By D.I. Laary, GNA
Wa, Oct. 26, GNA – The Health Service Supply
Chain Practitioners Association, Ghana (HESSCPAG) on Thursday opened its 11th
Annual General Meeting (AGM) and Continuous Professional Development programme
in the Upper West Regional Capital, Wa.
This is the first time the Association is
holding a national conference in the Region since it was first launched in
February 2008 with the motto – value for money, accountability and
The theme for this year’s conference was:
“Sustaining the gains of public health supply chain reforms in Ghana: Framework
contracting, last mile distribution, logistics management information systems
and warehouse optimisation”.
Mr Edwin Adinortey Agbugbla, HESCPAG National
President, said the rational for the AGM and the Continuous Professional
Development programme was to update skills and knowledge of members on new
trends of managing supplies and other logistics in the health sector.
He also said the 23-worded conference theme
was strategic as “it demonstrates the association’s resolve to sustain the
current Public Health Supply Chain reforms in Ghana”.
They were however worries about growing human
resource gap in the health procurement and supply chain area at various
administrative levels across the 10 regions.
“A lot of our officers have gone on retirement
in recent times and there have been no replacements,” Mr Agbubla said: “It is
our wish that financial clearance be given in order to recruit new staff to
He also called for support for practitioners
to be made part of core management at the various regional and district levels
as it pertains currently at the national level.
“This will enable them [practitioners] have
the opportunity to bring their rich experiences to bear in public procurement,”
Dr Abudulai Abubari, the Upper West acting
Regional Director of Ghana Health Service, highlighted the important role of
public health service supply chain practitioners to advancing healthcare.
Ghana’s public health sector depends heavily
on availability of commodities like medicines and non-medicine consumables to
improve health outcomes such as reducing child and maternal mortalities,
improving coverage of service and ensuring efficiency in the use of health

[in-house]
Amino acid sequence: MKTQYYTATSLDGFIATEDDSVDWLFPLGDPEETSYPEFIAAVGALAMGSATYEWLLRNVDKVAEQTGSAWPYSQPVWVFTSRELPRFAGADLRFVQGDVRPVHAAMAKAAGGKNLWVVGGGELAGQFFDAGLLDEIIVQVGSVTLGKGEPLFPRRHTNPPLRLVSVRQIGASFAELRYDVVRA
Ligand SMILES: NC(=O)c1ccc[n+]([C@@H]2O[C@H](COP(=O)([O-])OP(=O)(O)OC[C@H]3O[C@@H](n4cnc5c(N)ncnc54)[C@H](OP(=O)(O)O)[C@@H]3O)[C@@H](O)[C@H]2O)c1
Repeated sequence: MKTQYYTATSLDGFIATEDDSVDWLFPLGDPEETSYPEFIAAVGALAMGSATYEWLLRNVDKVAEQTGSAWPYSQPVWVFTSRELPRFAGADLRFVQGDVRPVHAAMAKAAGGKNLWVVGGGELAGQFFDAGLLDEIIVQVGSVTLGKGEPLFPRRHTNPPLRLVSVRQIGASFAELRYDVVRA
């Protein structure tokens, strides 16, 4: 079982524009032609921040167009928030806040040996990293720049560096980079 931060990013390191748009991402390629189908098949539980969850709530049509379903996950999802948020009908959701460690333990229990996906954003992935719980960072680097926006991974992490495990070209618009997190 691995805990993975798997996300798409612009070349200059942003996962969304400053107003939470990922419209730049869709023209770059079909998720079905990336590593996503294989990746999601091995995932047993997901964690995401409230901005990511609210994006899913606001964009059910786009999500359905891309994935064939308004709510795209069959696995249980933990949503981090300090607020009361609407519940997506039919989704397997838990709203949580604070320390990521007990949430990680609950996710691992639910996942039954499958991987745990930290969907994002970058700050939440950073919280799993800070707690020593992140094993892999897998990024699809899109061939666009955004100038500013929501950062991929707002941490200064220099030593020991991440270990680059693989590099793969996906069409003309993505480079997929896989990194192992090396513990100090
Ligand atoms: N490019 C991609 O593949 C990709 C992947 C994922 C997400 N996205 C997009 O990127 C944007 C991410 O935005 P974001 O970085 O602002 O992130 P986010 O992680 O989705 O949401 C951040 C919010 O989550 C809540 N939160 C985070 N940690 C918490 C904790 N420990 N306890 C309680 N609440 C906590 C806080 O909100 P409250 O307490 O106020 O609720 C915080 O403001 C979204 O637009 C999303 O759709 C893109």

But Dr Abubakari said: “The reality however is
that these laudable objectives can only be achieved if the health sector has
the right health commodities together with other logistics”.
For the objectives to be achieved, he said,
health service supply chain practitioners ought to be supported to be play
their critical role in ensuring availability of health commodities at service
He recounted how the supply chain
professionals assisted in adopting initiatives and strategies that ensured
delivery of health commodities and other logistics at service points.
These interventions included logistics
management information system, last mile distribution and framework contract
Dr Abubakari lamented about the grave human
resource challenge facing the health sector in the region and appealed to
practitioners to accept postings to the Upper West Region.
“The Region can currently boast of only 14
supply chain practitioners managing 11 district health directorates, eight
hospitals and four polyclinics” he said.
“I therefore want to use this opportunity to
make a passionate appeal to our brothers and sisters…to accept postings to the
Participants at the three-day conference are
expected to be taken through deployment of new technologies like the use of drones
in distributing emergency medicines, preparation for procurement audits and
basic human resource policies.
The Association has over 700 procurement and
supply personnel within the health sector charged with the responsibilities of
ensuring efficient flow of logistics functions including procurement management
for effective health service delivery throughout the country.